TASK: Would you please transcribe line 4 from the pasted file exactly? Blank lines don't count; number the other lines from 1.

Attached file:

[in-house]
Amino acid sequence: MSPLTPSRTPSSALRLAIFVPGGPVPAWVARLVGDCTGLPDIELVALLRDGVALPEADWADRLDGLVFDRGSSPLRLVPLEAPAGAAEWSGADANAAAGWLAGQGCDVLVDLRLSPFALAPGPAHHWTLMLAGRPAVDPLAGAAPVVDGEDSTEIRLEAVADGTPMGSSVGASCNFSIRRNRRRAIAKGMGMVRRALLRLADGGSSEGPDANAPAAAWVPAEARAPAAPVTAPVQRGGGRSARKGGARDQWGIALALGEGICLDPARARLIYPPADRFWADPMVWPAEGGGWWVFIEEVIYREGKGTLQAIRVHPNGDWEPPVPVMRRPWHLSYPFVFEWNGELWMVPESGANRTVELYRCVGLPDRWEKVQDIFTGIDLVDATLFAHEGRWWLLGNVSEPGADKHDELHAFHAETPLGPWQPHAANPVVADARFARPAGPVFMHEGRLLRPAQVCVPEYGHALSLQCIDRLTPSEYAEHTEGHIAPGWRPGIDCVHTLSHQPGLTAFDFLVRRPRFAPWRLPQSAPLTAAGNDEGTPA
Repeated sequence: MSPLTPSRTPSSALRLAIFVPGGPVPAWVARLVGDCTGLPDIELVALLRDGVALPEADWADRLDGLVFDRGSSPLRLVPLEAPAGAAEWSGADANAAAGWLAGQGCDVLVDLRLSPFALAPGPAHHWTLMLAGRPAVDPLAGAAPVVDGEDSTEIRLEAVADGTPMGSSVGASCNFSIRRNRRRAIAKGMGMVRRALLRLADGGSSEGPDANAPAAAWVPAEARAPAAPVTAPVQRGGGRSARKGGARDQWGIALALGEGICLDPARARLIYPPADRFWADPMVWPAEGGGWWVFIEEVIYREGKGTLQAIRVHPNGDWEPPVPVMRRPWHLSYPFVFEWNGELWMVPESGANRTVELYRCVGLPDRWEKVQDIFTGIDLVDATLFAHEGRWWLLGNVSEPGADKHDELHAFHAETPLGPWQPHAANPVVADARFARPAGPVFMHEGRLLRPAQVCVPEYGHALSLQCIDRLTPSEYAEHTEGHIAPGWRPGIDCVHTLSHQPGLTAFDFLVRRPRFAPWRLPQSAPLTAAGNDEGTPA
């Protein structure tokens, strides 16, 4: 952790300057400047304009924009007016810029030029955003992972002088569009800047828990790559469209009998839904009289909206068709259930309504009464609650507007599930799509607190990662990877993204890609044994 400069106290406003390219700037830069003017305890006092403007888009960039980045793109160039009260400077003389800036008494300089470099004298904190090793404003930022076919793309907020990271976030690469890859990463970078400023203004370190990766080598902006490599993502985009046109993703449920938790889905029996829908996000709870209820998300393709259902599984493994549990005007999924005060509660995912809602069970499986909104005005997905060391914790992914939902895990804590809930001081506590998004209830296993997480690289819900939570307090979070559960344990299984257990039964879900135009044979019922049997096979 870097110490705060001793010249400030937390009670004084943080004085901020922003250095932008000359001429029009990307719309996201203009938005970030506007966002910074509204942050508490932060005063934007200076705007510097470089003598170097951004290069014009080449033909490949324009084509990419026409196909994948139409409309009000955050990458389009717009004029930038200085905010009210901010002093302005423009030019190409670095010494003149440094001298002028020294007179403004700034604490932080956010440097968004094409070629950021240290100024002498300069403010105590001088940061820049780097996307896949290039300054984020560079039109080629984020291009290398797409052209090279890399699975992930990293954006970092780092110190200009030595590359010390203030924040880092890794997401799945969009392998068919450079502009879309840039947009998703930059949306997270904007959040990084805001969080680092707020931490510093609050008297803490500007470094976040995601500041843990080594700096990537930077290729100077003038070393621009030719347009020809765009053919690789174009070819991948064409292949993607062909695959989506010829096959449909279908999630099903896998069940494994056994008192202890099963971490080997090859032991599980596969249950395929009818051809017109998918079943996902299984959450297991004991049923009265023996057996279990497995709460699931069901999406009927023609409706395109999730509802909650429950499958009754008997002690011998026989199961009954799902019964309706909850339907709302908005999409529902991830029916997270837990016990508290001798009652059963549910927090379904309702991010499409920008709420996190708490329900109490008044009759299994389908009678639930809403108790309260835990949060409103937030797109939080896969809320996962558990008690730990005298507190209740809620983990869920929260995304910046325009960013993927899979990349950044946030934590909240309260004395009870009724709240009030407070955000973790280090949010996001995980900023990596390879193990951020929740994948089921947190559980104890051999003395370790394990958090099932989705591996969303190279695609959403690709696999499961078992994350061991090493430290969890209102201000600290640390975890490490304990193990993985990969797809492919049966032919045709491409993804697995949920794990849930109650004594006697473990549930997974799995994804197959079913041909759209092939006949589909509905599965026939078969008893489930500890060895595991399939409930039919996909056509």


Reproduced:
């Protein structure tokens, strides 16, 4: 952790300057400047304009924009007016810029030029955003992972002088569009800047828990790559469209009998839904009289909206068709259930309504009464609650507007599930799509607190990662990877993204890609044994 400069106290406003390219700037830069003017305890006092403007888009960039980045793109160039009260400077003389800036008494300089470099004298904190090793404003930022076919793309907020990271976030690469890859990463970078400023203004370190990766080598902006490599993502985009046109993703449920938790889905029996829908996000709870209820998300393709259902599984493994549990005007999924005060509660995912809602069970499986909104005005997905060391914790992914939902895990804590809930001081506590998004209830296993997480690289819900939570307090979070559960344990299984257990039964879900135009044979019922049997096979 870097110490705060001793010249400030937390009670004084943080004085901020922003250095932008000359001429029009990307719309996201203009938005970030506007966002910074509204942050508490932060005063934007200076705007510097470089003598170097951004290069014009080449033909490949324009084509990419026409196909994948139409409309009000955050990458389009717009004029930038200085905010009210901010002093302005423009030019190409670095010494003149440094001298002028020294007179403004700034604490932080956010440097968004094409070629950021240290100024002498300069403010105590001088940061820049780097996307896949290039300054984020560079039109080629984020291009290398797409052209090279890399699975992930990293954006970092780092110190200009030595590359010390203030924040880092890794997401799945969009392998068919450079502009879309840039947009998703930059949306997270904007959040990084805001969080680092707020931490510093609050008297803490500007470094976040995601500041843990080594700096990537930077290729100077003038070393621009030719347009020809765009053919690789174009070819991948064409292949993607062909695959989506010829096959449909279908999630099903896998069940494994056994008192202890099963971490080997090859032991599980596969249950395929009818051809017109998918079943996902299984959450297991004991049923009265023996057996279990497995709460699931069901999406009927023609409706395109999730509802909650429950499958009754008997002690011998026989199961009954799902019964309706909850339907709302908005999409529902991830029916997270837990016990508290001798009652059963549910927090379904309702991010499409920008709420996190708490329900109490008044009759299994389908009678639930809403108790309260835990949060409103937030797109939080896969809320996962558990008690730990005298507190209740809620983990869920929260995304910046325009960013993927899979990349950044946030934590909240309260004395009870009724709240009030407070955000973790280090949010996001995980900023990596390879193990951020929740994948089921947190559980104890051999003395370790394990958090099932989705591996969303190279695609959403690709696999499961078992994350061991090493430290969890209102201000600290640390975890490490304990193990993985990969797809492919049966032919045709491409993804697995949920794990849930109650004594006697473990549930997974799995994804197959079913041909759209092939006949589909509905599965026939078969008893489930500890060895595991399939409930039919996909056509």